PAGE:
Soundmigration posted the above video on youtube, which shows the building and illustrates the activity there today.
To be honest I’m not even sure the building is even in NAMA, but this morning a group of people gained access to an office building on Great Strand Streetin Smithfieldin Dublin1. There are claims that nos 66-67 Great Strand Streetbelonged to developer Hugh O’Regan who is indeed associated with NAMA. NAMA has recently sold his Morrison Hotel around the corner to Russian, Yelena Baturina for a reported €25m. There were claims that today’s occupied building is on the NAMA foreclosure list but if it is, it’s not immediately obvious, but then again NAMA has been criticised for poor addressing of properties in the past. There is a good collection of photographs here showing the occupation and condition of the building.
In any event, the aim of the day was to draw attention to empty buildings that could well be in NAMA, and to ask if there wasn’t a better, more immediate use to which these buildings could be put. The occupation was set to last for no more than 12 hours, and beyond making a point, it was to have included talks on NAMA, its lack of transparency and the issue of empty buildings. The occupying group published a programme for the day which was to have included presentations, it is claimed, by Michael Taft, economist from UNITE and Andy Storey, lecturer at UCD.
Reports claim that about 70 people turned up, that Conor McCabe, author of Sins of the Fathers, made a presentation, but at around 3pm, the boys and girls in blue turned up with solicitor in tow, and ordered the building to be cleared in 10 minutes. There is no suggestion of criminal damage being done to the building which is in pretty poor condition internally – there is evidence of severe water ingress and damage – and about an hour later, people had more or less left, and removed themselves to a nearby pub, Nealon’s on Capel Street, to complete what seems to have been a useful event.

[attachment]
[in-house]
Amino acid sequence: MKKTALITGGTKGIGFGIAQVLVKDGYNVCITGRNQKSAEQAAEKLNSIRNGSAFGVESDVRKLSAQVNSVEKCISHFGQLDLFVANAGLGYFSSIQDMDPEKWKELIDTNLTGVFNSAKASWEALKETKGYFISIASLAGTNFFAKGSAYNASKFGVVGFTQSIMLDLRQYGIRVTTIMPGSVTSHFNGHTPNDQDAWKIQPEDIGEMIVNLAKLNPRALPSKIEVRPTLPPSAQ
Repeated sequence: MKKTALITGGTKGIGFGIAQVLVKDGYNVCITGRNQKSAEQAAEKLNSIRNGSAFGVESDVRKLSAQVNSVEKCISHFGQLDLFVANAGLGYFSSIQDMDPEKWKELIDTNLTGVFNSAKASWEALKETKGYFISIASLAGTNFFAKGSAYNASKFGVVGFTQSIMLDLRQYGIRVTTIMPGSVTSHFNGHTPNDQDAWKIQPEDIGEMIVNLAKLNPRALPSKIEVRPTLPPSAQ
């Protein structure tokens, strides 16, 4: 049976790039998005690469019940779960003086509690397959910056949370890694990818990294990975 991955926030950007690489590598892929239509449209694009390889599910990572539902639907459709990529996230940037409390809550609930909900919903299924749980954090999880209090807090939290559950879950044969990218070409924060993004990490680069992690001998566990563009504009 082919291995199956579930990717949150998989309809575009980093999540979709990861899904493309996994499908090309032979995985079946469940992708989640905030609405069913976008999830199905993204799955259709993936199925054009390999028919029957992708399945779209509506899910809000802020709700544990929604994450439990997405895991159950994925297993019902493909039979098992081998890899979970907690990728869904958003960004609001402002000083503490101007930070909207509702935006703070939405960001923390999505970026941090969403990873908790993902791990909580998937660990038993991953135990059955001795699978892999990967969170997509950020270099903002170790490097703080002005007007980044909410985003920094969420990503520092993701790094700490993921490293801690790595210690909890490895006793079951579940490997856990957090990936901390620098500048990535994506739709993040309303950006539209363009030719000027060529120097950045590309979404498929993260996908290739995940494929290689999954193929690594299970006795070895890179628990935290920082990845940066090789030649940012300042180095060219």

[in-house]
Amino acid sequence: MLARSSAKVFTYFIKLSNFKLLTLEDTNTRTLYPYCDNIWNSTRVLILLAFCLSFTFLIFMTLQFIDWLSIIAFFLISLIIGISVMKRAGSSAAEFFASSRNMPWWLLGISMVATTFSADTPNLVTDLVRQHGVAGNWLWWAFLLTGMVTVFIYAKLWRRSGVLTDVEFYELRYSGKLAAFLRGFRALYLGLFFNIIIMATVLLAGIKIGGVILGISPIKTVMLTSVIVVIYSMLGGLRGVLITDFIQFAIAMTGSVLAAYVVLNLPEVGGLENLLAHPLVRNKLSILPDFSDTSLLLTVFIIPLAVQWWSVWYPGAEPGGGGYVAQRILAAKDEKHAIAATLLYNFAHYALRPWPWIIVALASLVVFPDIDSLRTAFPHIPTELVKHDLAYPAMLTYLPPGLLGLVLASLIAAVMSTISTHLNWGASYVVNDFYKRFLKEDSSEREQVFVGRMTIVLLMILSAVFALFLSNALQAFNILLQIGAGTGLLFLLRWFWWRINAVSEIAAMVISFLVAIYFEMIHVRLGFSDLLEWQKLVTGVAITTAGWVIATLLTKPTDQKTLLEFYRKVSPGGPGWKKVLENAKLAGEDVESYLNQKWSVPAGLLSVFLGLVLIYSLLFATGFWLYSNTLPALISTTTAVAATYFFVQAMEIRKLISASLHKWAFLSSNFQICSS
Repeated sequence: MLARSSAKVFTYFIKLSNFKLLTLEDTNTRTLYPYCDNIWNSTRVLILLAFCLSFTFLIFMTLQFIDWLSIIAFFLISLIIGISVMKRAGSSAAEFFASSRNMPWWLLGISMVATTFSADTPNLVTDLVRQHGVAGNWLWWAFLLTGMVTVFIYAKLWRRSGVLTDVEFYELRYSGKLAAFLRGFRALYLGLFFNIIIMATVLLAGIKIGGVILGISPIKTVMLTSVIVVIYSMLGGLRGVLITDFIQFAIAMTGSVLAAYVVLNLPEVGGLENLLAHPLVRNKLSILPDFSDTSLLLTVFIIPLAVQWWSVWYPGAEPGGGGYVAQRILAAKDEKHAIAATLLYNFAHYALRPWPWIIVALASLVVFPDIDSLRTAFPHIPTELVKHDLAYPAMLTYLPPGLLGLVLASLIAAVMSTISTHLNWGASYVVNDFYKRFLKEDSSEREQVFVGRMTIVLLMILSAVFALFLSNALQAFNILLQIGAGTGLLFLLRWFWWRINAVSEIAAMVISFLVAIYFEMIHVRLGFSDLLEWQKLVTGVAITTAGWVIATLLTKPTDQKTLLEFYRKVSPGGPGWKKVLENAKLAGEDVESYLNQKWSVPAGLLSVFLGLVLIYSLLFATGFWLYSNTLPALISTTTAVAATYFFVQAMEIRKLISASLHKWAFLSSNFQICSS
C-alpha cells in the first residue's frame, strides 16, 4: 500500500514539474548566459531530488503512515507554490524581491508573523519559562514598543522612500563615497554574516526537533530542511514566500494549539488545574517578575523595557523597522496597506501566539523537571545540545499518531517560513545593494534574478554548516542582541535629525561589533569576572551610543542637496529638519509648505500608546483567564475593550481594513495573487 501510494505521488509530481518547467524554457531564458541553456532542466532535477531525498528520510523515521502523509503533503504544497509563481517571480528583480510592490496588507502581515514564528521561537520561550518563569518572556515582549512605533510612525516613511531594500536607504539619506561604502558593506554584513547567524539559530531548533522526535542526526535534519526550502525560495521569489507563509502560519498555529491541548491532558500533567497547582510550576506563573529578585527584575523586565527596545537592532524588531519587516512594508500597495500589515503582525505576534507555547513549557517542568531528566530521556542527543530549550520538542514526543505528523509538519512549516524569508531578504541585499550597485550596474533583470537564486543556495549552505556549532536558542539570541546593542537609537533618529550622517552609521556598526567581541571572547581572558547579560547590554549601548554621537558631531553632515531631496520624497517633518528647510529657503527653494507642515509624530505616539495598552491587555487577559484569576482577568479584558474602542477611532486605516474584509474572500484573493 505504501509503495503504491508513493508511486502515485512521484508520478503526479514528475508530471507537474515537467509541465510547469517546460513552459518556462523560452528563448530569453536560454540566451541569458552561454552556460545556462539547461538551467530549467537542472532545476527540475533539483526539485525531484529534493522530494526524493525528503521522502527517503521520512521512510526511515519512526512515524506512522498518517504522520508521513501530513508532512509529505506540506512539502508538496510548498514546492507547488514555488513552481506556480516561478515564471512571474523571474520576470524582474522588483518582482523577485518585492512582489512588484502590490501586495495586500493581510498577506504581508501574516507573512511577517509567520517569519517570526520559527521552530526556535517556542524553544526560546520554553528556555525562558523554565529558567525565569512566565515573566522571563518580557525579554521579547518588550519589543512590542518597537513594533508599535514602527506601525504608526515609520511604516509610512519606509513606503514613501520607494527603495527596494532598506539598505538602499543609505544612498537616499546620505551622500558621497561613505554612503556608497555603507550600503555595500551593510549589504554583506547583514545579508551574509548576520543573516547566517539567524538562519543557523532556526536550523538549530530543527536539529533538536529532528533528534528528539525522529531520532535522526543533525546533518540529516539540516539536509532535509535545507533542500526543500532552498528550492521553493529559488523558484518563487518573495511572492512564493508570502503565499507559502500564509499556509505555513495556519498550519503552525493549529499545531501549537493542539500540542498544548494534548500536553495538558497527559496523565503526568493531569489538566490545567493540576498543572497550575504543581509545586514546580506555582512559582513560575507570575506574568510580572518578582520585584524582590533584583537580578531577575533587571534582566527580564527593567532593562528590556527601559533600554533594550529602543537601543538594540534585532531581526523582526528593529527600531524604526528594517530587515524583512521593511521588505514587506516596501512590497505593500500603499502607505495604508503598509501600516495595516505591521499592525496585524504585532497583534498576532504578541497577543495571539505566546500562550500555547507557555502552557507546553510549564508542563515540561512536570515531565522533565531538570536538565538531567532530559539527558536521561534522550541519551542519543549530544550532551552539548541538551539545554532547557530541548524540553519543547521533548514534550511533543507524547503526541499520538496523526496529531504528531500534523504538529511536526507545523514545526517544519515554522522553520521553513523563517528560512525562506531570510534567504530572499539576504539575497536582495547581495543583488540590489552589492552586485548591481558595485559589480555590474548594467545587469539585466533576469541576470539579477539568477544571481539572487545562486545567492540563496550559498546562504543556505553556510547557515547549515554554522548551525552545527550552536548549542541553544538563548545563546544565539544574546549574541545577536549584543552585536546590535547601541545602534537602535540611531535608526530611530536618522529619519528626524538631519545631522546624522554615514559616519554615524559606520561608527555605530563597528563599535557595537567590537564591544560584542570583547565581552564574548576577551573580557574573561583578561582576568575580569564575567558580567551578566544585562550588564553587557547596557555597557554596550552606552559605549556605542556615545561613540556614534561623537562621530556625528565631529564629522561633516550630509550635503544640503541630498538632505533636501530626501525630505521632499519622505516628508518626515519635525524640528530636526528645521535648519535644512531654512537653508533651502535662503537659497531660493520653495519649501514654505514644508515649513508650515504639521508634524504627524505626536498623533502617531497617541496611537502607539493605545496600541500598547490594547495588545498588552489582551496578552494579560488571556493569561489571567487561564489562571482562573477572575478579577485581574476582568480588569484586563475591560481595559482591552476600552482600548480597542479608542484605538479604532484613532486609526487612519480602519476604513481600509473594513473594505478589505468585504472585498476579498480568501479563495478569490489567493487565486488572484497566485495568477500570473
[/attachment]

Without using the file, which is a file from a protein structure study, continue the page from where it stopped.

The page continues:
NAMA might say that it doesn’t own property, it owns loans and that it is the responsibility of the developer to secure and maintain the building. Having said that, NAMA, has appointed receivers to about 1,000 properties, some of which contain multiple units. I understand that there is legal action afoot after protesters in Cork occupied an empty commercial building onOliver Plunkett Street over the Christmas period. The owner of the building, a company called Padlake Limited had previously been struck off and was seemingly restored at the Company Registration Office in order to pursue its legal action.
There is seemingly a group which organised the protest and occupation today called Unlock NAMA which says it has three demands “1) Make NAMA properties available for social and community use 2) Publish full addresses and details on all properties under NAMA 3) Publish full details on all sales of NAMA assets” Some 20-30% of Dublin’s commercial space is presently vacant, which is considerably above a long term average of 7% (though it has been suggested – unconvincingly in my view – in recent times that the “normal” vacancy rate is closer to 15%)